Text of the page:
CFP: Philosophy Born of Struggle

The 2015 Philosophy Born of Struggle CFP is now available. You can find a link to it here. More information about the conference generally can be found here. Submissions are due July 1st, 2015.



Thank you to all the workshop participants for making this years workshop on Sylvia Wynter such a successful gathering.  We could never have imagined that such a collaborative effort could have run so smoothly and been so incredibly fruitful.

Also, many thanks to Dr. David Morris and Dina Tavares for their help and support in securing us such wonderful space.

Important links now available

The workshop on Sylvia Wynter is fast approaching and the preparations have begun. Thank you to all of you who have responded and have decided to participate in this workshop. If anyone has yet to respond and would like to participate, please let me know as soon as possible. We’ll be holding the workshop June 8th – 11th, 2015 meeting from approximately 10am-4pm each day. We’ll be meeting in Montreal, Quebec, at Concordia University. You can find a list of all of Wynter’s work here. From this list, please select an essay or text on which to present. As soon as you decide, please sign-up for a presentation here. I have started a dropbox folder with pdf’s of Wynter’s work that I have amassed thus far, you can access it here.  Please let me know if you are unable to access this folder. Also, feel free to upload documents to it directly, or send your pdf’s to me and I’ll make sure to post them. I look forward to seeing you all in Montreal. If you have any questions or concerns, please let me know.

2015 Workshop

The theme for the summer of 2015 is the work of Sylvia Wynter. Wynter’s work takes up Caribbean, Latin American, and Spanish history and literature. Although she doesn’t identity as a philosopher, Wynter’s work is pivotal in challenging contemporary liberal and Anglo-American feminist framings of philosophy.

Wynter is becoming a prominent theorist within academic philosophy. However, she has published many lengthy essays, and novels, which are extremely dense and intricate. It is our hope that collectively we can come to understand much of Wynter’s work, at a time when it is most pertinent for junior scholars to engage in her project.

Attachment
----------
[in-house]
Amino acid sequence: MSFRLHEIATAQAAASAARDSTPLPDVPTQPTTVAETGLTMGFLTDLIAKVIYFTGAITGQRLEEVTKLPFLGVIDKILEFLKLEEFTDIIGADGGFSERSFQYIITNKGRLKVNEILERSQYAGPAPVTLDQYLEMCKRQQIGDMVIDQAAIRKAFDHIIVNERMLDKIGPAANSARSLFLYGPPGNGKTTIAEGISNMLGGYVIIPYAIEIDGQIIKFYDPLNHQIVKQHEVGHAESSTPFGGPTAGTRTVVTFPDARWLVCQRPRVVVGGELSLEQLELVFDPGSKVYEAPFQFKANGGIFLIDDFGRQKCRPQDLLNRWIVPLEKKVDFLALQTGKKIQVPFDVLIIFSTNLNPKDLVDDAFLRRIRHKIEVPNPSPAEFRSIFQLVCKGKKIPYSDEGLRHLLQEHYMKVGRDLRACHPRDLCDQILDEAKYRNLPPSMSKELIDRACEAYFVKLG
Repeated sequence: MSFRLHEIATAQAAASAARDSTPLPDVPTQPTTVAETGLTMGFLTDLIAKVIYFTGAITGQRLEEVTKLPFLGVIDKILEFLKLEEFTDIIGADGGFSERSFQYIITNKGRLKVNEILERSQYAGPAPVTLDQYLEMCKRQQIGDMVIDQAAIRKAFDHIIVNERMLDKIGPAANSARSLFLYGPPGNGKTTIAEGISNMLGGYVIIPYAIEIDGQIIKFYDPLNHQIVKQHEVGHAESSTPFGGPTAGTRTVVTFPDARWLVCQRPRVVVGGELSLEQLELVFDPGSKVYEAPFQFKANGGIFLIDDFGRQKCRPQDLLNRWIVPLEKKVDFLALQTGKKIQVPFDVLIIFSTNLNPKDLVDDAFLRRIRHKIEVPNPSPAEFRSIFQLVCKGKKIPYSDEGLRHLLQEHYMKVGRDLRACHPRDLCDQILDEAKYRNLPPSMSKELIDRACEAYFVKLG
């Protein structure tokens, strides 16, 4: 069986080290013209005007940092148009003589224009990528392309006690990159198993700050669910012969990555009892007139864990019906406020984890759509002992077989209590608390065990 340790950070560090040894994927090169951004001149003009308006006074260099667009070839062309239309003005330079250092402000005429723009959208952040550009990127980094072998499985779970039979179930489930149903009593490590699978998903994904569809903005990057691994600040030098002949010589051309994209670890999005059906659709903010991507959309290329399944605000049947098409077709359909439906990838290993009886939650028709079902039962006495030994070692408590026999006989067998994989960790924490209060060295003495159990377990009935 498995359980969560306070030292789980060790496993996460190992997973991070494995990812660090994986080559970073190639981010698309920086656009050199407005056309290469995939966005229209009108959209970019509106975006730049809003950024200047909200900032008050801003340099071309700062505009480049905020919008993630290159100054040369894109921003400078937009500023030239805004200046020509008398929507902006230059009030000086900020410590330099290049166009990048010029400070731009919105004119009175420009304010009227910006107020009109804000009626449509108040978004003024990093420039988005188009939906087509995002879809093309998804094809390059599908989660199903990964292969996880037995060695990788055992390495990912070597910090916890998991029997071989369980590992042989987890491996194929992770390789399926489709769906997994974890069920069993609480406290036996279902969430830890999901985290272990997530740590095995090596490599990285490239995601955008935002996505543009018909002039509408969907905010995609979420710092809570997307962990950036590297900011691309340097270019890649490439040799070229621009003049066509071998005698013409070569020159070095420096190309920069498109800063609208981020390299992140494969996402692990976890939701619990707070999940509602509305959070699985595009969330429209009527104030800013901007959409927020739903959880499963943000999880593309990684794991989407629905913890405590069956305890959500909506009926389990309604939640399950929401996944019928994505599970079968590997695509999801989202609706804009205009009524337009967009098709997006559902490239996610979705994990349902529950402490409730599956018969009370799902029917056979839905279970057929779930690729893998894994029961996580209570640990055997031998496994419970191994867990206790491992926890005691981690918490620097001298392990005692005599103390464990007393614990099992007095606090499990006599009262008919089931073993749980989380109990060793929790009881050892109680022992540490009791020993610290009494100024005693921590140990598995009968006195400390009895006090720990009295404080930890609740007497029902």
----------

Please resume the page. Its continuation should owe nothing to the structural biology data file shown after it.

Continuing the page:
One of the current limitations that scholars of decolonial and critical race theory face is that they are often dispersed. In addition to being located across various states and countries, a great amount of the work of people of colour is rarely included in the core curricula of philosophy programs in Canada and the United States. As such, one of the goals of this conference is to build community support alongside our practices of philosophical inquiry.

As noted by Leonard Harris in Philosophy of Philosophy: Conflict Between Communities, “Whoever defines the ‘knowledge of knowledge’ owns and controls what can be thought of as authorized knowledge.” (1-2) As such, we must concern ourselves with what is being considered knowledge in our respective institutions by attending to the content we study, and engaging in questions of who constitutes a “theorist,” what constitutes the study of philosophy, and broadening these categories to be more inclusive of the work of the many diverse practitioners of philosophy who are currently marginalized in the discipline. For this reason, we aim to engage in seldom-addressed texts from the history of philosophy by people of colour, more notably those texts which take as their focus critical race theory or decolonial studies.

A further feature of this workshop is the facilitation of co-teaching. We aim to make this a space in which we not only teach each other about the various aspects of an author’s work, but also enable each participant to continue to engage in these works and disseminate the knowledge they develop through the workshop within their respective institutions.